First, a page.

comScore Gary Johnson A Big Hit With Google Users During Fox News/Google Republican Debate | Mediaite

Gary Johnson A Big Hit With Google Users During Fox News/Google Republican Debate

Aside from stealing Rush Limbaugh‘s joke, and stealing the show, former New Mexico Gov. Gary Johnson also stole Google users’ hearts during Thursday night’s Fox News/Google Republican Presidential Debate. Until now an under-the-radar joke, the libertarian-leaning GOP hopeful made the most of his infrequent airtime during the debate, and his crowd-pleasing answers (plus his borrowed line of the night) seem to have connected with debate viewers, according to search data released by Google.

Google has posted some interesting data from last night’s debate, much of it fascinating for the way it illustrates the audience’s thought processes in real time. The chief example of this is this chart, which shows huge spikes in Google searches for Gary Johnson whenever he opened his mouth:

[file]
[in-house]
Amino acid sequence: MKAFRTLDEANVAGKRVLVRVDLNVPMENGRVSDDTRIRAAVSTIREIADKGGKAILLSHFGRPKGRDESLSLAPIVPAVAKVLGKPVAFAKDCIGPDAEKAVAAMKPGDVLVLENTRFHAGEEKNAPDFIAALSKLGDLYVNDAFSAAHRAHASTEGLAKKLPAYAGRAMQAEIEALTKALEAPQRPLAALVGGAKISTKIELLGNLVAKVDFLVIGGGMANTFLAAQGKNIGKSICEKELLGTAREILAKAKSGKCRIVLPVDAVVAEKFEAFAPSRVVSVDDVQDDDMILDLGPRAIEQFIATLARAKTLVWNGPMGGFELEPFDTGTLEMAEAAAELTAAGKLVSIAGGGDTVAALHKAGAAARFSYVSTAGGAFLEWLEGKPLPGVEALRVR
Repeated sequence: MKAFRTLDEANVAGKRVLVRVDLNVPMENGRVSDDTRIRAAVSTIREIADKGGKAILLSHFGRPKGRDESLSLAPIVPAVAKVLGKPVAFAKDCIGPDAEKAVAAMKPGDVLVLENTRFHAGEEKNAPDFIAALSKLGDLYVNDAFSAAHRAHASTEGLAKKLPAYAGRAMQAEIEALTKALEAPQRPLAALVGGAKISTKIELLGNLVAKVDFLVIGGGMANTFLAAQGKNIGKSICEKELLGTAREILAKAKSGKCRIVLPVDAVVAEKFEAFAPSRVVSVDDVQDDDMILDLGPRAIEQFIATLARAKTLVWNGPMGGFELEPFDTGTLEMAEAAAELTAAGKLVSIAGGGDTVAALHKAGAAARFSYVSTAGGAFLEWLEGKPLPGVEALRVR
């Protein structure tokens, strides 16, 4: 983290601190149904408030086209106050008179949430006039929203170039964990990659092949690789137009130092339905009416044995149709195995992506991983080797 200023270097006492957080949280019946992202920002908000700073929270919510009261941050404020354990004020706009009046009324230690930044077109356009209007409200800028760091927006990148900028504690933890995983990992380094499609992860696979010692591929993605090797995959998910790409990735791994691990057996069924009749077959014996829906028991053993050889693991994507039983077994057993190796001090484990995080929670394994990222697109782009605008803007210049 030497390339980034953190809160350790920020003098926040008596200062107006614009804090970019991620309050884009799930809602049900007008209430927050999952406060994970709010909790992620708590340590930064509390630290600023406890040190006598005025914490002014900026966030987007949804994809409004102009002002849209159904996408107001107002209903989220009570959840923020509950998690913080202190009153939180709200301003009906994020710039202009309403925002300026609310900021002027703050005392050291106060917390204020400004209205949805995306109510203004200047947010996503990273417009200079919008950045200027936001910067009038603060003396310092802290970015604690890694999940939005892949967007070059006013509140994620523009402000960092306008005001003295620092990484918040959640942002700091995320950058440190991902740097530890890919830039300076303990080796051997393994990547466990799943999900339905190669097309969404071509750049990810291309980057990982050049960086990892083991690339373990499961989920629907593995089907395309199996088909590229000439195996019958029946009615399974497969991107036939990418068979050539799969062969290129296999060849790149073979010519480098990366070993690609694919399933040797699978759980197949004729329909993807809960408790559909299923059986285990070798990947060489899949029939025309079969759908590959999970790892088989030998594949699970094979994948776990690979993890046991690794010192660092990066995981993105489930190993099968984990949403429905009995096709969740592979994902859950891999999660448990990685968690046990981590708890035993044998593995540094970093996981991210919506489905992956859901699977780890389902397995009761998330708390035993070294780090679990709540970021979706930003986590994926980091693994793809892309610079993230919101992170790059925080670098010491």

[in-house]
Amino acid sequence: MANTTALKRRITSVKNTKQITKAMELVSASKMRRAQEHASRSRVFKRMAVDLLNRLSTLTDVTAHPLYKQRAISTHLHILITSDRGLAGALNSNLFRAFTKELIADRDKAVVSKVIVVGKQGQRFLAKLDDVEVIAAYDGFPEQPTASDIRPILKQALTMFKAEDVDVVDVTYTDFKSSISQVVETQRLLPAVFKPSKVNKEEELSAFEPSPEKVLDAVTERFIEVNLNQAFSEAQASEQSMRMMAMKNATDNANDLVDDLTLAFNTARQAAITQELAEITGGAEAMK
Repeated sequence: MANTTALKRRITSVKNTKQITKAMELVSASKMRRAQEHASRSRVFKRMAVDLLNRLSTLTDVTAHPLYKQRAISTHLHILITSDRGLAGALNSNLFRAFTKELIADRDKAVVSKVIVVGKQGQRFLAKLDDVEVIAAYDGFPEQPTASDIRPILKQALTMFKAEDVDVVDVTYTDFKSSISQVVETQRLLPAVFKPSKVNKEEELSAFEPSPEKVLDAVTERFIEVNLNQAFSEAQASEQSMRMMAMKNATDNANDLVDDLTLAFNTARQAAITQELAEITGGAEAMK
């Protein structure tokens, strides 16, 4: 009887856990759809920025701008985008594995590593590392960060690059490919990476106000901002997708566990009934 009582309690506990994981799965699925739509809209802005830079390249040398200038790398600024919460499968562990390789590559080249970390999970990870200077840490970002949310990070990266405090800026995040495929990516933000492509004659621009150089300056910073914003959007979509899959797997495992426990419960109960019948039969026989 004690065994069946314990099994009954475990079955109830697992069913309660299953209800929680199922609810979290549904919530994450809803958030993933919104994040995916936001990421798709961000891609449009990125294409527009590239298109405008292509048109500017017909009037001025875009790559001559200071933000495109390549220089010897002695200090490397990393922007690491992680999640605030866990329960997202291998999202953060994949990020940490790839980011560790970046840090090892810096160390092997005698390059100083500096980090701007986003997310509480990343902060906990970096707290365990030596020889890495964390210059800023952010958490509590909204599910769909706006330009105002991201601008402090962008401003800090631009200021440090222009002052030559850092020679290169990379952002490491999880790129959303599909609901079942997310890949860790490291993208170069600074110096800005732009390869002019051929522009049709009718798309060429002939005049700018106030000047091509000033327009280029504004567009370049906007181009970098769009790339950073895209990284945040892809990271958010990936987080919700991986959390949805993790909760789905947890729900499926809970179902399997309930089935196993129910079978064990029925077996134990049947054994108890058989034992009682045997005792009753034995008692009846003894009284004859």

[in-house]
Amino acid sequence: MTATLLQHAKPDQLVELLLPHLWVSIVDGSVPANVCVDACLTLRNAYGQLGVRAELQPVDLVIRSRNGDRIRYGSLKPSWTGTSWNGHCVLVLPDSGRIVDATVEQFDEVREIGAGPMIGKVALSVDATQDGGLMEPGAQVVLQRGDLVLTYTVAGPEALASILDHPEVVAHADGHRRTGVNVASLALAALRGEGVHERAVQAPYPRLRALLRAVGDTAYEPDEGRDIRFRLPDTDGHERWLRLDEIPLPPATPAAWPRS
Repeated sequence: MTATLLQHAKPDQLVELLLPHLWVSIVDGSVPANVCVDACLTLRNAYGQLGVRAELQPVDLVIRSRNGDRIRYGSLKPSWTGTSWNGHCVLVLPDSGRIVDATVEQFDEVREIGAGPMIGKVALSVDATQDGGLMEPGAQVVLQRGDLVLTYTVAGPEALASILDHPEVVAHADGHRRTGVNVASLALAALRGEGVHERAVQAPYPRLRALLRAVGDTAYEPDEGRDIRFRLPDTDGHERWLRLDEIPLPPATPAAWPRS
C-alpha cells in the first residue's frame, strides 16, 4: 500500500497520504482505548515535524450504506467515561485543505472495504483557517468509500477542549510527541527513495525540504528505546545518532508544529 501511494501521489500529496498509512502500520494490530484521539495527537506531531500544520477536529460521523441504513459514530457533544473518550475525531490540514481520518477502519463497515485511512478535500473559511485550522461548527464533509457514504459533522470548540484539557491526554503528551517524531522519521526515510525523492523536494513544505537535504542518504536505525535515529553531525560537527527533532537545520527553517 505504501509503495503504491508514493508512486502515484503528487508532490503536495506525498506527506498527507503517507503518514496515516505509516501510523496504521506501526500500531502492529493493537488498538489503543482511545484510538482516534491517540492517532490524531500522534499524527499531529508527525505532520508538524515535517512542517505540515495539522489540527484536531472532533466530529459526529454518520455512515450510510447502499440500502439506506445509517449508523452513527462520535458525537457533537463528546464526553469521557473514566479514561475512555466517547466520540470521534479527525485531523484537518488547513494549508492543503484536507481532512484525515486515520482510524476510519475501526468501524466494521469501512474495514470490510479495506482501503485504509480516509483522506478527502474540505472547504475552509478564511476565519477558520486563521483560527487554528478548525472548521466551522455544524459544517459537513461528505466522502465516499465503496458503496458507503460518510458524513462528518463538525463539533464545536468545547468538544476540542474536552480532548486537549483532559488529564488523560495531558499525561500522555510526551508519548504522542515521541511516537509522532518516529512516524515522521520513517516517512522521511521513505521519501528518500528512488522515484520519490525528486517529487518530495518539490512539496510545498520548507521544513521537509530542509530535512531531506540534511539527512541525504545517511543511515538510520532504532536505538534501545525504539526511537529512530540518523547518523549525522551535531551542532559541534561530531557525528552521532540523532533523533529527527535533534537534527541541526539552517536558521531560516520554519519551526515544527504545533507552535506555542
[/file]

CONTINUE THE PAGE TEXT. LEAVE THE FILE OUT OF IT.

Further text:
Ironically, Johnson’s big laugh line, toward the end of the debate, spurred the smallest number of searches, as Google’s blog points out. Although the quip, that his “next-door neighbor’s two dogs have created more shovel-ready jobs than this current administration,” got all of the media attention, Johnson’s debate responses earned him consistently positive reactions from the debate audience.

It stands to reason that a barely-known candidate like Johnson would generate searches, but the intensity that this chart illustrates could bode well for Johnson. Time will tell whether this translates into some kind of polling bump for Johnson, but his performance at the debate will at least elevate him above a blip on the media’s radar.

Other nuggets from Google’s debate data set: Herman Cain’s 9-9-9 plan sent viewers scurrying to their laptops every time it was brought up; Mitt Romney won the book search-off against Rick Perry, as searches for his No Apology outpaced those for Perry’s Fed Up; and finally, Republican debate users overwhelmingly voted that the government department they’d most like to do away with is the Department of Education. You can see the full data set here.

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